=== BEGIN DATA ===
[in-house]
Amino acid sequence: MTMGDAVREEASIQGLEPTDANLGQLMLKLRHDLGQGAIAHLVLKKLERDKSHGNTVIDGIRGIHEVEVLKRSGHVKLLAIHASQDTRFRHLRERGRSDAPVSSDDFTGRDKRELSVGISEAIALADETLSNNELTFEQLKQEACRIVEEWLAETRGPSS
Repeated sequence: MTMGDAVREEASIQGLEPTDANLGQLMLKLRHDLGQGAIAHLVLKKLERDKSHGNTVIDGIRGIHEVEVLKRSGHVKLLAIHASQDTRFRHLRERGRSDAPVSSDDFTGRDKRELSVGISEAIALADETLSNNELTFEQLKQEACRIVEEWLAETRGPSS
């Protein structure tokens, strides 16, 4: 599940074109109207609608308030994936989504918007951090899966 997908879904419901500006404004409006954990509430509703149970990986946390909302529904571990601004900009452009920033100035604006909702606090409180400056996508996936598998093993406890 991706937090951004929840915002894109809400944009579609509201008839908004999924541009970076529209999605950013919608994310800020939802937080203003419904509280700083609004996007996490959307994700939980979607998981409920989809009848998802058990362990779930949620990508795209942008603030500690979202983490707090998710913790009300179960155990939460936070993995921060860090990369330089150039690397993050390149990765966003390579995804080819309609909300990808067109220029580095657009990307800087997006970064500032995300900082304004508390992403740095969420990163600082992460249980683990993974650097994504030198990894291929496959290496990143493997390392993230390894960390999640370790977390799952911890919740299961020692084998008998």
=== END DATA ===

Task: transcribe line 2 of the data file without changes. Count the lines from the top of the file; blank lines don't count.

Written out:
Amino acid sequence: MTMGDAVREEASIQGLEPTDANLGQLMLKLRHDLGQGAIAHLVLKKLERDKSHGNTVIDGIRGIHEVEVLKRSGHVKLLAIHASQDTRFRHLRERGRSDAPVSSDDFTGRDKRELSVGISEAIALADETLSNNELTFEQLKQEACRIVEEWLAETRGPSS